Lights, Camera, Quilt!

Don’t tie up the phone! I’m waiting for a call from my agent. I’m sure I’ll be cast opposite Harrison Ford in the new Indiana Jones movie.

Yeah. Right.

Still, I got a small taste of life on set last week when I traveled to Solon, just outside Cleveland, OH. I had been invited to tape two segments for Quilting Arts TV, the video arm of Quilting Arts magazine, with host Susan Brubaker Knapp.

The Susans, me and Susan Brubaker Knapp

When I arrived at the Cleveland airport, I went to the rental car counter to pick up my ride. My husband had booked a special deal: a “Make Me Happy” deal, where you pay one low rate and get whatever car they have in stock. As I was waiting, a businessman entered from the lot and announced, “I am not happy!” Turns out they only had two vehicles left, both of them full-size Dodge pickups! They had a red one and a white one. Guess which I picked…

Me and Ram-ie. Imagine country tunes blasting from the radio.

When I arrived at the KS Productions studio the next morning the first step was to hit the green room, which for those of you unaware of entertainment lingo is the waiting room for actors, and in this case wasn’t even green. I set up my quilts and teaching supplies in there, then I went to get made all pretty by a professional makeup artist. I was the first of three quilters to be recorded that day, the reason being that my quilt “Crocodylus Smylus” (aka Stevie), shipped ahead of time, was already hung and occupying the entire set.

“All right, Mr. Demille. I’m ready for my closeup.”

Once on set, we had a brief meeting with Susan, and Kathie Stull the producer, and Vivika Denegre the editor of Quilting Arts magazine to go over what I was going to say and do. This was to be a short segment, only seven minutes, just talking about Stevie, my inspiration, how made her, and so on.

Producer Kathie Stull, me, and Susan prep for segment one.

Then it was roll cameras. There’s no stopping. The whole thing is shot in one take. They insert stills and make cuts in editing. Seven minutes talking about the quilt flies by. There’s so much I can say. Heck, I’ve given slide shows where I talked for an hour and a half about her.

Having Susan and I stand in front of the quilt really gave a good sense of scale, of how big she is. Susan wears an earpiece that allows the producer to communicate with her. She then could signal me to hurry up or prompt with a question to cover something I’d forgotten to mention. The first segment was over quick and then it was time to take down Stevie and roll her up to be shipped off on the next leg of her journey.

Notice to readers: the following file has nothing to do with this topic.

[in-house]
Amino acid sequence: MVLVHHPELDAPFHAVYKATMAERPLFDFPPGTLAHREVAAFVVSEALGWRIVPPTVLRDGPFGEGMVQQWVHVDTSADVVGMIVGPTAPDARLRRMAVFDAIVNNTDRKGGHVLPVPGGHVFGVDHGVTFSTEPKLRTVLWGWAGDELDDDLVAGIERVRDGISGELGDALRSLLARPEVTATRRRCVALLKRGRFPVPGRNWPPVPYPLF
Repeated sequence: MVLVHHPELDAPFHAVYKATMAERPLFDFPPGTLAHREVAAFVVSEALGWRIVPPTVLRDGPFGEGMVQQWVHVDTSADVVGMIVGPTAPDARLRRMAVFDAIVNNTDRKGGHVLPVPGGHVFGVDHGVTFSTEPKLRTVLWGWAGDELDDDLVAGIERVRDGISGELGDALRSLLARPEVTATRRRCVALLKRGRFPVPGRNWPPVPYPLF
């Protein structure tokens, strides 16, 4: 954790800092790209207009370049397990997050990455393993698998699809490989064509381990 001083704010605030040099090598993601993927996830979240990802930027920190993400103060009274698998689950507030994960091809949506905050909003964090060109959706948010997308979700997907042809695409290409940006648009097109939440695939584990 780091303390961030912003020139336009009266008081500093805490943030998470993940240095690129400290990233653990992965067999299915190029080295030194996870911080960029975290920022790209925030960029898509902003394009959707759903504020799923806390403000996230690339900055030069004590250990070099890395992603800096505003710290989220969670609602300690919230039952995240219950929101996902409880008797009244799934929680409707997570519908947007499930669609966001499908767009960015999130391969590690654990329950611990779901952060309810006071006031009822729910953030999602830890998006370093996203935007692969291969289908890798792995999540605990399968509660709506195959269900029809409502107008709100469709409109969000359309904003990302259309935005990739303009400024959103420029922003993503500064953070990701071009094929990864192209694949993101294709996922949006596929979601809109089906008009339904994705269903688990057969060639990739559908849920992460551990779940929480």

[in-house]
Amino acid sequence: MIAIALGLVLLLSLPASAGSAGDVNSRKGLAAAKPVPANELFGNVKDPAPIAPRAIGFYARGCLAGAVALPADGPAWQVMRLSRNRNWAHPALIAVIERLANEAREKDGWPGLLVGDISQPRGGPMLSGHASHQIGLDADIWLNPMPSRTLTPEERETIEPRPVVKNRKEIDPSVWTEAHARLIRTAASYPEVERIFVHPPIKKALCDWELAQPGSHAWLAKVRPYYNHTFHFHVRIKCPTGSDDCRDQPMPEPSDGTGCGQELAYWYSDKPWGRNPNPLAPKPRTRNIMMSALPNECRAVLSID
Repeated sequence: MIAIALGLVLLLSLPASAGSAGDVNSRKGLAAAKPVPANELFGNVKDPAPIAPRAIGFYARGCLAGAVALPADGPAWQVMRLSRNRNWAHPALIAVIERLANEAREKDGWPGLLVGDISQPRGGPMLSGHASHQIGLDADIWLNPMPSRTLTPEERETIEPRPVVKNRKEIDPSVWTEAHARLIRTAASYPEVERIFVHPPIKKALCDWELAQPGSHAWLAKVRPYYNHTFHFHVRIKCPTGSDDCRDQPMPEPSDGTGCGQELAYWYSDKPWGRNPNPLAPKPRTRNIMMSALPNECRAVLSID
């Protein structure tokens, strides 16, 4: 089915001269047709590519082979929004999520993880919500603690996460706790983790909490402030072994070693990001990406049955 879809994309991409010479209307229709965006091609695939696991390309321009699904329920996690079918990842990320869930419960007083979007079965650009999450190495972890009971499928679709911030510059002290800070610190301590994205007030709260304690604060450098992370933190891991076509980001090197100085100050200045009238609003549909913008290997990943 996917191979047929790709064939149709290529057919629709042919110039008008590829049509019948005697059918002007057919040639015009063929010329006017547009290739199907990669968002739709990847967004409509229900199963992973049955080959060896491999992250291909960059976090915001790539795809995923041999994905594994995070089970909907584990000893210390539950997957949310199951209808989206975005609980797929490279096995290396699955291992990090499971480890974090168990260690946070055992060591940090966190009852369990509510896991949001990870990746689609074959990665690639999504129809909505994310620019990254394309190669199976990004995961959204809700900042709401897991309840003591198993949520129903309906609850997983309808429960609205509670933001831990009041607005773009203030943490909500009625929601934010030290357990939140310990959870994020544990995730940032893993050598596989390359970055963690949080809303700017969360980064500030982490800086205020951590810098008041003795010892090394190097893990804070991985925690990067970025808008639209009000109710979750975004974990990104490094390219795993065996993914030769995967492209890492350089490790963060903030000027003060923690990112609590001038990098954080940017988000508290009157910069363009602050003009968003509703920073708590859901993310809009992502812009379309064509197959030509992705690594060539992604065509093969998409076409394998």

The cameramen help to disassemble Stevie.
She came out of this tube, she’s got to go back in.

Here’s a time lapse of rolling the quilt up to be shipped. Gives another idea of how big a girl she is. Thanks to Kristine Lundblad of QATV for all the photos while I was otherwise occupied.

Stevie travels to Australia next, where I will be teaching at the Australasian Quilt Convention in Melbourne. I am, of course, nervous whenever she travels. Normally, I carry on all my quilts when I fly, but because of her size, in this case she needs to be shipped. This time is especially nerve wracking, as she has to pass through customs each time she enters or leaves a country.

Before I knew it, it was time to tape the second segment. Time is money, people!

Of course, Susan and I had to change our wardrobe so it would look like we’d done each segment on a different day.

Outfits for the second segment.

Once again we talked over what I was going to say and how I was going to demonstrate each step.

Preshoot prep: Susan, Me, Kathie, and Vivika.

In this segment, I quickly gave an overview of creating a spiral quilt, which I cover in detail in my book Serendipity Quilts. A spiral is a very simple design, but it teaches the fabric collage technique that can then be applied to any subject at all. Despite that, twelve minutes is a very short time to cover everything. I didn’t even have time to cut any fabric, just took scraps and laid them down, then showed how to glue before moving on to the next step. Quilting Arts provides more information online for each episode, so if people don’t get it in one go on TV, they can look it up on the website.

Quicker than you can say Bob’s your uncle, the second episode was in the can.

Then it was time to pack up. Before I left, I said good bye to Stevie as she boarded the FedEx truck.

The FedEx driver was a good sport.

My episodes will air on PBS, on their Create channel, but I don’t know when exactly. Each station sets their own schedule. (In fact, unless the programming changes, my home PBS station doesn’t carry the show at all!) DVDs will be available this summer through Quilting Arts. And it will be available on the QATV website.

I’ll let you know when you can start looking for them, if you’re so inclined. So, as they say in showbiz: stay tuned!


8 thoughts on “Lights, Camera, Quilt!

  1. I would love to take an online class from you…. I saw your FB post on creating a pattern for an upcoming class which I assume is an in person class. I am a Susan Carlson wanna-be ! Your work makes my heart happy !


    1. Creating an online class, or video workshop, or webinar or something–there’s so many choices–has been on my to-do list for some time. I believe it will finally happen this summer when I take time off from traveling. The project will probably be a spiral, as that is the easiest to teach while still conveying the technique.


      1. I would love to do an online course – as it might be a stretch for you to get over to England. 🙂 I love your work and the bold colours and textures. Awesome! It all really comes through in your fun personality!


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